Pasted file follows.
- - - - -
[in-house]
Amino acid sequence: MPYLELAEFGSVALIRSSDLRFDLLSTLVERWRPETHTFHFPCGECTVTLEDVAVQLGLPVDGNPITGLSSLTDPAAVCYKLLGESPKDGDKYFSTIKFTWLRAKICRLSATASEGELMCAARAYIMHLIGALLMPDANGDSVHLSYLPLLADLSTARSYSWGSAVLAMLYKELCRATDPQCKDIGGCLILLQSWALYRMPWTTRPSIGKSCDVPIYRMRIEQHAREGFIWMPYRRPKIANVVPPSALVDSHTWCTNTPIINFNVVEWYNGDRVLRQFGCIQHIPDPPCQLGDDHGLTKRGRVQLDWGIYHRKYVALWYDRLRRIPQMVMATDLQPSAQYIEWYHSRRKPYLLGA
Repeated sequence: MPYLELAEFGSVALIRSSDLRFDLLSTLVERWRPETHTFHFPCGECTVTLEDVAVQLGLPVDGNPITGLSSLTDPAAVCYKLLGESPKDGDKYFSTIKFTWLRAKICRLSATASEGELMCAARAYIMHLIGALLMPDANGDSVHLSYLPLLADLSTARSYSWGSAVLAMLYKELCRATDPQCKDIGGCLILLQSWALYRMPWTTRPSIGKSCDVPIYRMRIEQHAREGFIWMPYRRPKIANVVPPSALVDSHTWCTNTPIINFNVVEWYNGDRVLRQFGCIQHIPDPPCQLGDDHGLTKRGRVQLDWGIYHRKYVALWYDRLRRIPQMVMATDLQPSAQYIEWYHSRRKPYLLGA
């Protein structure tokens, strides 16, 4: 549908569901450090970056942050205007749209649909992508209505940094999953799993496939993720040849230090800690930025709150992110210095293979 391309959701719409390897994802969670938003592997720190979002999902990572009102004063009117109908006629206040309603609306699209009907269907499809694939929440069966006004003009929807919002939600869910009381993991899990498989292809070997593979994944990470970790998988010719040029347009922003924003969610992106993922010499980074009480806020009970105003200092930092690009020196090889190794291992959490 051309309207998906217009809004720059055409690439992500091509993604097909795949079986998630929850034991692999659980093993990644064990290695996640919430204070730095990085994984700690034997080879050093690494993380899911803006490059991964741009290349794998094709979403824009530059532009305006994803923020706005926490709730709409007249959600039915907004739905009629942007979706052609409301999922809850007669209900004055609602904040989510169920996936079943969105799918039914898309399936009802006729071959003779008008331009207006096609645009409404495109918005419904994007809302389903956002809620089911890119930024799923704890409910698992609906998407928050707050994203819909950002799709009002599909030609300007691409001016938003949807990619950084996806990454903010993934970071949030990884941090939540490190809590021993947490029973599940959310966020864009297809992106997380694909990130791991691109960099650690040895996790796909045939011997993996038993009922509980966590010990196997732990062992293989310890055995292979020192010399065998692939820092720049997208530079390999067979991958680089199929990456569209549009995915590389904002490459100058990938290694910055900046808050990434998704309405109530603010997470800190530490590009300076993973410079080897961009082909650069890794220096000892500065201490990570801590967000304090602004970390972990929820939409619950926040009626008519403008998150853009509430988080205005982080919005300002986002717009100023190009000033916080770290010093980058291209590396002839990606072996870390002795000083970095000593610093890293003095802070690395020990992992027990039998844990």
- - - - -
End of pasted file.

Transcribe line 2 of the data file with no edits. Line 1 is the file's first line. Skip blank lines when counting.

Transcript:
Amino acid sequence: MPYLELAEFGSVALIRSSDLRFDLLSTLVERWRPETHTFHFPCGECTVTLEDVAVQLGLPVDGNPITGLSSLTDPAAVCYKLLGESPKDGDKYFSTIKFTWLRAKICRLSATASEGELMCAARAYIMHLIGALLMPDANGDSVHLSYLPLLADLSTARSYSWGSAVLAMLYKELCRATDPQCKDIGGCLILLQSWALYRMPWTTRPSIGKSCDVPIYRMRIEQHAREGFIWMPYRRPKIANVVPPSALVDSHTWCTNTPIINFNVVEWYNGDRVLRQFGCIQHIPDPPCQLGDDHGLTKRGRVQLDWGIYHRKYVALWYDRLRRIPQMVMATDLQPSAQYIEWYHSRRKPYLLGA